I wish there were a way on this website to either save the recipes to a place, or to print them out easily! I have found several only after ten or twenty minutes of scrolling on the pages of great, healthy recipes that perfectly fit my allergy needs. Thanks so much for these recipes!

read more ...

Thank you Max I'm from Egypt and I try danish pastry...my family love it

read more ...

Dear Max,

Thank you for sharing! Some vegan bakers suggest adding psyllium husk powder or Xanthan gum powder in a gluten-free dough to develop elasticity. Do you find your gluten-free bread's textual far from normal bread?

read more ...

Thank you

This is a wonderfully easy and tasty recipe.  I tried a half recipe a few days ago, and while I will do things a little differently next time, it still turned out great and I just started a full recipe to bake in two days.


I didn't have any sourdough starter, so I mixed some water wheat flour, rye flour, buttermilk and live non-fat yogurt and let it all sit for a couple of days.  It didn't seem very active, so I added a pinch of regular old baking yeast.  It was definitely sour, and bubbled up nicely.

Sauce Darkener, Molasses and Salt:

I live in the US.  I have no idea what Sauce Darkener actually is.  The Nordic house link (https://www.nordichouse.com/detail.aspx?ID=50) is still alive, but I can't tell from that page what the bottle actually contains.  Is it sweet?  Savory?  Pungent?  Without access to S.D., I used Brer Rabbit Brand "Full Flavor" molasses.  It is sweet but a little bitter and a little salty - both of which came through in the finished bread.  It is still tasty, but with cream cheese or unsalted butter rather than salted butter or lox.  If I can't figure out what sauce darkener is, I will cut back the salt by 25% next time.

Cooking Technique:

As I mentioned, I made a half recipe.  I fermented the kernels for 12 hours, then the full mix overnight.  I turned into an aluminum loaf pan in the morning, and let it rise for about 2 hours.  Not a lot of rising actually happened in that time, which I think was a good thing, because the density of the finished bread is perfect.  My loaf pan is 5" x 9" and it ended up about 2" thick (12 cm x 22 cm x 5 cm).  I cooked for an hour and a half at 350F (177C).  The inside was perfectly cooked, but the top crust is a little tough.  Next time I will try adding a pan of water to the oven so it stays softer.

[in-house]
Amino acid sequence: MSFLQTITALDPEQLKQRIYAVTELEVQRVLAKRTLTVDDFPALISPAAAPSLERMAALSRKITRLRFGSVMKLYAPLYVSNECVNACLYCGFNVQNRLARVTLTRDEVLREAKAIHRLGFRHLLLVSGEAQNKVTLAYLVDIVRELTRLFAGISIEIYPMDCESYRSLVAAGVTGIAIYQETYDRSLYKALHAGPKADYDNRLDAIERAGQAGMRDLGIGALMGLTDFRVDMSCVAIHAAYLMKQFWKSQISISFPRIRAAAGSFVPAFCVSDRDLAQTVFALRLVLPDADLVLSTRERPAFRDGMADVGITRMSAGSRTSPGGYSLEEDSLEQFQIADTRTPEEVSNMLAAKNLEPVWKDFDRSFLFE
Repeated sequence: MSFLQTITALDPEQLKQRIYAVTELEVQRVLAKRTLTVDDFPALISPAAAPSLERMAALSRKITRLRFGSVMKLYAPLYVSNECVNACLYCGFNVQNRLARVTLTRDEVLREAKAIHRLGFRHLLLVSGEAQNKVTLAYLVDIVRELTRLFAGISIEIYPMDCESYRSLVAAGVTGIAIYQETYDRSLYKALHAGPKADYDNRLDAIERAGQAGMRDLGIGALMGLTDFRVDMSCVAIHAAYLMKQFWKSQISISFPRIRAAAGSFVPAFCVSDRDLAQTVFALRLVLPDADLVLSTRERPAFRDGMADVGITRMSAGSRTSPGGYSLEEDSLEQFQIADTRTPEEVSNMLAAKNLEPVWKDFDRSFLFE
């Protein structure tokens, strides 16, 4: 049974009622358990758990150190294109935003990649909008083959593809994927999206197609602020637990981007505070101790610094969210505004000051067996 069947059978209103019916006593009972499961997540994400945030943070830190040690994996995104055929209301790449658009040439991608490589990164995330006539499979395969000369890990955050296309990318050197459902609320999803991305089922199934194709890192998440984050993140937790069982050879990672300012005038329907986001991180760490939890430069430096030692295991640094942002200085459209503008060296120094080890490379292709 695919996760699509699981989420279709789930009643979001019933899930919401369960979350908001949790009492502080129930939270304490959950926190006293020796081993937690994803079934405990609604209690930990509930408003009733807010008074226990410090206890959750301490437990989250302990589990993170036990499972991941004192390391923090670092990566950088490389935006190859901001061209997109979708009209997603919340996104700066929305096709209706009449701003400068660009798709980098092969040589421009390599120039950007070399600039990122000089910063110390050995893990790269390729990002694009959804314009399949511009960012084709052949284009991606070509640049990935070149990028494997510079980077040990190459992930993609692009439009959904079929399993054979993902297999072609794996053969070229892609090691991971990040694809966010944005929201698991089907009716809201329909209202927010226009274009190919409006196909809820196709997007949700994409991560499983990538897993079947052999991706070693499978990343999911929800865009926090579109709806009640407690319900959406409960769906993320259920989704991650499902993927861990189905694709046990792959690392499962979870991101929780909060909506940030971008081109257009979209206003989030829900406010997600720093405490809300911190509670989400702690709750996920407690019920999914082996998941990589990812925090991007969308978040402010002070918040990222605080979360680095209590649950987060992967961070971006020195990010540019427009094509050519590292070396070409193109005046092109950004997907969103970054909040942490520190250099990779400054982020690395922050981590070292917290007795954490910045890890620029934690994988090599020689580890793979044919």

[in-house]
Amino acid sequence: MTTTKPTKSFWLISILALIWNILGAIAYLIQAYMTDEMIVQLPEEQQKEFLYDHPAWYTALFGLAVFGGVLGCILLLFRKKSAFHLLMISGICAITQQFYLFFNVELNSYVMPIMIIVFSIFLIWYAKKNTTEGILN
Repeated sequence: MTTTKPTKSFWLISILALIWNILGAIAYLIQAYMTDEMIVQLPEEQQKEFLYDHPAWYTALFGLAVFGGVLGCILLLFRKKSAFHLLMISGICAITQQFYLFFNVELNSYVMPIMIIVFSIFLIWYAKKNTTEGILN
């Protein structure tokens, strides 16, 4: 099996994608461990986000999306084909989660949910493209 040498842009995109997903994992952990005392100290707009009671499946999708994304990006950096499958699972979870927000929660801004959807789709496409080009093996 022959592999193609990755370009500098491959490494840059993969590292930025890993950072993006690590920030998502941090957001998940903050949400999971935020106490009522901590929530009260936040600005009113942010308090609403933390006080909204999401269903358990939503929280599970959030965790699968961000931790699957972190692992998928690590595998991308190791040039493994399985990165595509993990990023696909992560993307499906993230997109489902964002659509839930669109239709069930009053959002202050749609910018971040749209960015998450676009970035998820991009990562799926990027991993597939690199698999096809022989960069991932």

Grains are hard to find at supermarkets in these covid days.  My local home beer brewing supply store was well-supplied, however.  For my kernels, I used equal parts dark red rye, light rye, spelt and white wheat.  I had them crush the kernels as they would for beer mash.  The prices for the grains varied, but were around $2/lb USD ($4.4/kg)  Seems like a good deal to me!  There is a tiny bit of chaff in the mix, but it softened completely during the fermentation steps, and you can't tell it is there in the finished bread.


Thanks for this recipe.  Unusual for something so simple and forgiving to be so tasty!  I will make this many, many times.

read more ...

Thank you Max! The best ever gluten-free bread, even the best bread in general!

Skipped part to the dinner to enjoy more bread.

Can I freeze it?

read more ...


I made my first batch of these crackers and love them!! I have a question of you, maybe you can answer, do you know how many grams of fiber are in each ounce of cracker?



read more ...

I am new to this site and living in the UK I am struggling with measurement conversion to grams or pounds or millilitres for liquid. Anyone help?

read more ...

Hi Max,  my 6 yrs old son, who loves cooking, and is a big fan of your website. He made this crisp bread a number of times now and it tastes so delicious ! Thank you for sharing the recipes and great instructions.
read more ...


All baking yeasts are the same. Literally the same yeast culture (Saccharomyces cerevisiae). The only difference is how they are treated after they have been cultured. I donøt know the US brands sorry.

read more ...